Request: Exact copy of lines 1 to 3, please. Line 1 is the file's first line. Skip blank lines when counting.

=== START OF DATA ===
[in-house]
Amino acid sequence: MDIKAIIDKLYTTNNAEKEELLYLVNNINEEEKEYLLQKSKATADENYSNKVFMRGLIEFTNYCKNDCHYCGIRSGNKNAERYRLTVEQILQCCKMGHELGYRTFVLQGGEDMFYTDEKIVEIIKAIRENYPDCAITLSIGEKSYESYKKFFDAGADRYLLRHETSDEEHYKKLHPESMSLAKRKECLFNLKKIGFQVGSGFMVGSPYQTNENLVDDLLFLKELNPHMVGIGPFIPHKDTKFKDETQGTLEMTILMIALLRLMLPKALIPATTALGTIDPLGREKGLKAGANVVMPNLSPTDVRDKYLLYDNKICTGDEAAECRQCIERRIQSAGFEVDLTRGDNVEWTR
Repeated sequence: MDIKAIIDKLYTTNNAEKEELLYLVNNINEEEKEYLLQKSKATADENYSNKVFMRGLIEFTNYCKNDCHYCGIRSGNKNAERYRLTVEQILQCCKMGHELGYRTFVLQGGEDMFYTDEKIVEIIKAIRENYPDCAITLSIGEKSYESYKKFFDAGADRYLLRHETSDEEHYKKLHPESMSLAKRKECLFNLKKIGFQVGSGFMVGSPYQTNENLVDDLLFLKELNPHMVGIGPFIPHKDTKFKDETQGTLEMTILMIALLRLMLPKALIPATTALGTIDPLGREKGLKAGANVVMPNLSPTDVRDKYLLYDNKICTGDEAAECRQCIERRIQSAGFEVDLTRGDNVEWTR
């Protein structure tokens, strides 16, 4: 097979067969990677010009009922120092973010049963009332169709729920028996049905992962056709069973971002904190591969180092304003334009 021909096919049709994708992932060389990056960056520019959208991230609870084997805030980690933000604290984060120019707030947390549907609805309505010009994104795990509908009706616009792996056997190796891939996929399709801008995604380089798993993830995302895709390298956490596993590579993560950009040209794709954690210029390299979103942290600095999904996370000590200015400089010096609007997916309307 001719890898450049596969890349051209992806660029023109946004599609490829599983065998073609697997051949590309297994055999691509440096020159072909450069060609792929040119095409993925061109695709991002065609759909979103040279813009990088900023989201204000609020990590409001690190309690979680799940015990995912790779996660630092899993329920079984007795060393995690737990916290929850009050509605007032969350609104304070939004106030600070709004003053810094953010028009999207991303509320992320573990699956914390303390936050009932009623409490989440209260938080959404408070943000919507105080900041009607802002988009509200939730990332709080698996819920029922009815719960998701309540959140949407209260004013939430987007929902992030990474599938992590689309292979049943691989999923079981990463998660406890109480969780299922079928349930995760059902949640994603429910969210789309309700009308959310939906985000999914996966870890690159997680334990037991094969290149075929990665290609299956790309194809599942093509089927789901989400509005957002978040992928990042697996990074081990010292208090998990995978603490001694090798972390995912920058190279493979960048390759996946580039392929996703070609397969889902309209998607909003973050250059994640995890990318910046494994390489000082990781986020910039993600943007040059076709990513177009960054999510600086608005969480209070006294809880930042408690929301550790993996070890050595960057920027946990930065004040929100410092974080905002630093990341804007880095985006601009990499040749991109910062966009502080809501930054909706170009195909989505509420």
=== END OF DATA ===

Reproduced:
[in-house]
Amino acid sequence: MDIKAIIDKLYTTNNAEKEELLYLVNNINEEEKEYLLQKSKATADENYSNKVFMRGLIEFTNYCKNDCHYCGIRSGNKNAERYRLTVEQILQCCKMGHELGYRTFVLQGGEDMFYTDEKIVEIIKAIRENYPDCAITLSIGEKSYESYKKFFDAGADRYLLRHETSDEEHYKKLHPESMSLAKRKECLFNLKKIGFQVGSGFMVGSPYQTNENLVDDLLFLKELNPHMVGIGPFIPHKDTKFKDETQGTLEMTILMIALLRLMLPKALIPATTALGTIDPLGREKGLKAGANVVMPNLSPTDVRDKYLLYDNKICTGDEAAECRQCIERRIQSAGFEVDLTRGDNVEWTR
Repeated sequence: MDIKAIIDKLYTTNNAEKEELLYLVNNINEEEKEYLLQKSKATADENYSNKVFMRGLIEFTNYCKNDCHYCGIRSGNKNAERYRLTVEQILQCCKMGHELGYRTFVLQGGEDMFYTDEKIVEIIKAIRENYPDCAITLSIGEKSYESYKKFFDAGADRYLLRHETSDEEHYKKLHPESMSLAKRKECLFNLKKIGFQVGSGFMVGSPYQTNENLVDDLLFLKELNPHMVGIGPFIPHKDTKFKDETQGTLEMTILMIALLRLMLPKALIPATTALGTIDPLGREKGLKAGANVVMPNLSPTDVRDKYLLYDNKICTGDEAAECRQCIERRIQSAGFEVDLTRGDNVEWTR